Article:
the air: the space above the ground or around things

into the air

Flames leapt into the air.

through the air

He fell 2,000 metres through the air without a parachute.

sky /skaɪ/ ●●● S2 W2 noun (plural skies)

1 [singular, uncountable] the space above the Earth where clouds and the Sun and stars appear

The sky grew dark, and a cold rain began to fall.

A shooting star sped across the night sky.

in the sky

There wasn’t a cloud in the sky.

So I would say "The spacecraft flew into the air" when it was off the ground a bit not too high. Whereas, "The spacecraft flew into the sky" when it was off the ground very high, maybe above the cloud.

What are the differences between "The spacecraft / airplane flew into the air" & "The spacecraft / airplane flew into the sky"?

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    Yes, you are right. "In the air" could be anything from a person jumping up and down to an aircraft taking off. "In the sky" suggests that it's so far up that you have to turn your face up to see it. Commented Mar 17, 2020 at 9:52

2 Answers 2


Technically, "air" is a substance, while "sky" is a place. You could say, "I filled the test tube with air", but you wouldn't say, "I filled the test tube with sky." Or even in a more common sense, you could say "The air in this room smells bad", but you wouldn't say "The sky in this room smells bad." Conversely, it would be perfectly valid to say, "On the Moon there is no air in the sky."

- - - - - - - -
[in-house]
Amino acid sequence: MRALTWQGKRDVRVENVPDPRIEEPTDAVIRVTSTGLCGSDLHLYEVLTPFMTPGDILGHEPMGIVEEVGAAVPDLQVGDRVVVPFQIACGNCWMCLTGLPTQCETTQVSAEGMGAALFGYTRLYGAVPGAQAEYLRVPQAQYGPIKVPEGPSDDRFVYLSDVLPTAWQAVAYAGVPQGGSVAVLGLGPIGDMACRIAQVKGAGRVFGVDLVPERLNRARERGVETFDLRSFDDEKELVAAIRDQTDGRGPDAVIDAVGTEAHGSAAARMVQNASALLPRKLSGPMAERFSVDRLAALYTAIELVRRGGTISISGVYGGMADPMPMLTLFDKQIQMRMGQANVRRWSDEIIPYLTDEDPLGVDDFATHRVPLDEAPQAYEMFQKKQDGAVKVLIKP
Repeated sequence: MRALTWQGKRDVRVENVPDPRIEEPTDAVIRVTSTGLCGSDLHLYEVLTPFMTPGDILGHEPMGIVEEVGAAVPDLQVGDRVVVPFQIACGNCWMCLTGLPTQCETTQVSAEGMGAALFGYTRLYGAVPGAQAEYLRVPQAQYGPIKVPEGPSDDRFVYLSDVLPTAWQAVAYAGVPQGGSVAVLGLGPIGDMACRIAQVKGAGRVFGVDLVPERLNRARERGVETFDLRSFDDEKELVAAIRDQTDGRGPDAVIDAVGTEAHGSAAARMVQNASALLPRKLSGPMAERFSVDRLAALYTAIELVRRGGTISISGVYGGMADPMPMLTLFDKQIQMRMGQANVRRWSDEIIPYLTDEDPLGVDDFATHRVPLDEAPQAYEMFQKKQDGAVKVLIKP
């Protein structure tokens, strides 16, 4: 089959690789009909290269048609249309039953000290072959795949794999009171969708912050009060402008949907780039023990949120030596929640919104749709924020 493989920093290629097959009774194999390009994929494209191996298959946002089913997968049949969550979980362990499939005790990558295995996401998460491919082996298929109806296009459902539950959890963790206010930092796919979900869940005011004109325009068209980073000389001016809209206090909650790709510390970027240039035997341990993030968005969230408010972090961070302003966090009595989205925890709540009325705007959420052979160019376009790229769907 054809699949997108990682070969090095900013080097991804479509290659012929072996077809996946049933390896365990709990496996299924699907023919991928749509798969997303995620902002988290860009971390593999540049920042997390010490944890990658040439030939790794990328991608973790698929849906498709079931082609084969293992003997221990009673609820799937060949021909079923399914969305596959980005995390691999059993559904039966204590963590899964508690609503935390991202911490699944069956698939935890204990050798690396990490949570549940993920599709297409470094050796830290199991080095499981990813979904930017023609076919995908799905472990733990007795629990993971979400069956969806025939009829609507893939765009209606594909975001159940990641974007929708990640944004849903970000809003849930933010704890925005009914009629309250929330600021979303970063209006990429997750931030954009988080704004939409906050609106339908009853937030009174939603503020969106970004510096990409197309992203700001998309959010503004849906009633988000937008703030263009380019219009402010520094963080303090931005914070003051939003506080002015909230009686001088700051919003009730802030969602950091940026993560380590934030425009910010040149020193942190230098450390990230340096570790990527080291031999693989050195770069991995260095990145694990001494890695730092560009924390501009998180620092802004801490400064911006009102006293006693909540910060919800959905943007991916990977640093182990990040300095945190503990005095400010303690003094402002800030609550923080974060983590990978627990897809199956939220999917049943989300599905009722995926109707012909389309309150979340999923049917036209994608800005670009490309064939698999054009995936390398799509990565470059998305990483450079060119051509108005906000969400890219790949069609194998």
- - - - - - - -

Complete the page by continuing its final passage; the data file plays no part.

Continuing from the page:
But that said, people do sometimes use "air" to mean something like "the outdoors above the ground". Like people will say, "I saw a plane flying through the air."

As I think about how people use the words idiomatically, I suppose that "air" can mean anywhere outside, but "sky" usually means high above your head. Like you could say, "The frog jumped into the air" if he jumped 12 inches. But you wouldn't say, "The frog jumped into the sky". Not unless you were trying to make a poetic exaggeration.


Idiomatically, there isn't really a difference. People do say "up in the air" to refer to the sky. Technically though, there is air all around us; whereas the sky is above the ground.

Phrases like "it soared into the air" are perfectly idiomatic, but so are phrases like "go into the open air" to simply mean "go outside".

"The sky" always refers to the area up above the earth. Planes fly in the sky, and when you are on a plane you might say you are "up in the sky".

So there is a difference, but you can use either in your context, and they should be understood.

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